For Leslie Parker Borhaug ’90, mountains have figured prominently in her life. She was born in the mountains of North Carolina but was raised in mountainous Switzerland as a child of missionaries Jonlyn and G. Keith Parker ’58. As was the custom at the time, children of missionaries were expected to attend the local schools, which meant Leslie first learned to read and write in German, although her primary spoken language was English. Despite her struggles with becoming bilingual, she enjoyed school because of the diversity she encountered, learning about various cultures, and the importance of tolerance. After graduating from high school, Leslie returned to the United States to attend Berea College, where she realized she had a passion for teaching.
In 1991, Borhaug and spouse, Tore, moved to the mountains of North Carolina, and Leslie began teaching at a middle school in Brevard. For her work with at-risk children, she was named the county’s Teacher of the Year. Leslie and her students wrote and self-published three books about the county’s history, which won awards from North Carolina’s Society of Historians.
After 16 years of teaching, Leslie chose to stay home with her children, at which time she discovered that her first-grade daughter was not reading at a first-grade level, which concerned the teachers enough to have her evaluated for reading intervention services. Leslie observed that her daughter preferred to look at the pictures on the page and then create her own stories rather than read the “boring” words on the page. As an intervention strategy, Leslie decided to write her own story that her daughter would have to read every day when she came home from school. There were no pictures, and the story was complex, up to a third- or fourth-grade interest level, but the words and structure were written on a first-grade level. After eight weeks, her daughter was tested, and the school was shocked to find she was reading on an advanced first-grade level. She laughed when her daughter reached fourth grade and suddenly qualified for Academically Gifted in Reading, and Leslie’s passion for Hi-Lo books took flight.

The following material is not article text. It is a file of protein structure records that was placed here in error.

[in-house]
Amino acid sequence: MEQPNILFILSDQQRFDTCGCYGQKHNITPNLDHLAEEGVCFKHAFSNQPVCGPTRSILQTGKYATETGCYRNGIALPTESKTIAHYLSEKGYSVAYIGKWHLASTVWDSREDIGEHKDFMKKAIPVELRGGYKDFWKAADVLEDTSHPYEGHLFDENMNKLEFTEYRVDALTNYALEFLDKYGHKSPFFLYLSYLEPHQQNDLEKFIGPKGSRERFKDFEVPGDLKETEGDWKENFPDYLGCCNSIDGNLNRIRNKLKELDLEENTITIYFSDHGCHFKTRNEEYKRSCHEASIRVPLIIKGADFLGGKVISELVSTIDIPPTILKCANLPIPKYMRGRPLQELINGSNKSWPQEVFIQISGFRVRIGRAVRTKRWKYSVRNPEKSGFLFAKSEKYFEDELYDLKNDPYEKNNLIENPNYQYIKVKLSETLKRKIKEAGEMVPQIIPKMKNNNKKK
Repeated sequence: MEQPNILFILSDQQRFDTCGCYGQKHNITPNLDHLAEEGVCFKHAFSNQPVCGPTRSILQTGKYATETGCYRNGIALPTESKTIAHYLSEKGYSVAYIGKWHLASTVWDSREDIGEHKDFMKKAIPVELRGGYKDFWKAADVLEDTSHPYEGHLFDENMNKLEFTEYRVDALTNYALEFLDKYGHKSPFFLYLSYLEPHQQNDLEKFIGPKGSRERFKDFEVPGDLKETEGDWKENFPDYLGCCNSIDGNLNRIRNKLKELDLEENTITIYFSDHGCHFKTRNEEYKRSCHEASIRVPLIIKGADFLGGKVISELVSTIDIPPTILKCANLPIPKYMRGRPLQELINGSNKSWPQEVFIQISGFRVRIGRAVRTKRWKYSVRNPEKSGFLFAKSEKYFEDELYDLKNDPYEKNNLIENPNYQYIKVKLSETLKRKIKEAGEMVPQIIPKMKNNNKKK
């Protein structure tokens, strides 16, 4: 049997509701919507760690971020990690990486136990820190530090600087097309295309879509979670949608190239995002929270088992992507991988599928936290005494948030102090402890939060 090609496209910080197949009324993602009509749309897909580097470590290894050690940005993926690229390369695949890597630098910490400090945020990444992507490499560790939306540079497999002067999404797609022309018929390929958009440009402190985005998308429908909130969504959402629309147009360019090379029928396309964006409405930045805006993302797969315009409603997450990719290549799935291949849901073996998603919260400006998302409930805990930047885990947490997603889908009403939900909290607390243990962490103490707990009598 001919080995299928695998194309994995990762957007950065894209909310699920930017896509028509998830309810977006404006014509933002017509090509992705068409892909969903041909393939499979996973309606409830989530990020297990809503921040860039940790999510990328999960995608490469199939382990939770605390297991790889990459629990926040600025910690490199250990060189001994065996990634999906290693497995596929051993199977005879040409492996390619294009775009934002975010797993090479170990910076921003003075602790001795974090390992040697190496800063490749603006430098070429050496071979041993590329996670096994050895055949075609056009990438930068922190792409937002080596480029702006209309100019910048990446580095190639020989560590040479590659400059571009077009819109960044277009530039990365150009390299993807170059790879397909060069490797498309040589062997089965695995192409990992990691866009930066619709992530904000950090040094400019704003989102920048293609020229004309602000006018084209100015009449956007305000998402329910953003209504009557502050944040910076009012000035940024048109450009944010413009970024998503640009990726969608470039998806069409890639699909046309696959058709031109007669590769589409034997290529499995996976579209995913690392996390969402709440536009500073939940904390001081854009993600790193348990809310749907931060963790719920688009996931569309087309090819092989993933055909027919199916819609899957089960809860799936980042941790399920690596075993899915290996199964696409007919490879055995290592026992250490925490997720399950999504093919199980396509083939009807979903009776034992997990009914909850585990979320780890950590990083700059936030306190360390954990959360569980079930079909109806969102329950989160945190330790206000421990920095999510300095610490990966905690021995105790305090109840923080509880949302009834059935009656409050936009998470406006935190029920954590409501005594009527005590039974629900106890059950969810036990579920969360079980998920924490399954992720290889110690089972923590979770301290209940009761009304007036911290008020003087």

She co-wrote the book “Sons of Mercy and Justice: A Transylvania Story” with her father as well as three other books under the pen name L.B. Tillit. In addition to winning awards, L.B. Tillit books have positively impacted struggling readers and English-as-a-second-language learners in classrooms across the United States. Leslie also earned her master’s degree in reading and literacy from Benedictine University. In 2020, she established My Easy Read Books, LLC, to create a platform for the type of books she believes engages readers and builds fluency.
Leslie continues to advocate for struggling readers who need to be reminded that it is never too late. Through school and into the early adult years of her life, Leslie also struggled with reading and spelling. It was at Berea where so many teachers were able to see past her spelling issues and embrace her ideas and passion. She was never disparaged but was given every opportunity to grow and excel in areas that mattered. Her teachers, especially Dr. Kathryn Akural, always saw her heart for teens and mentored her even beyond the four years at Berea. She is forever grateful.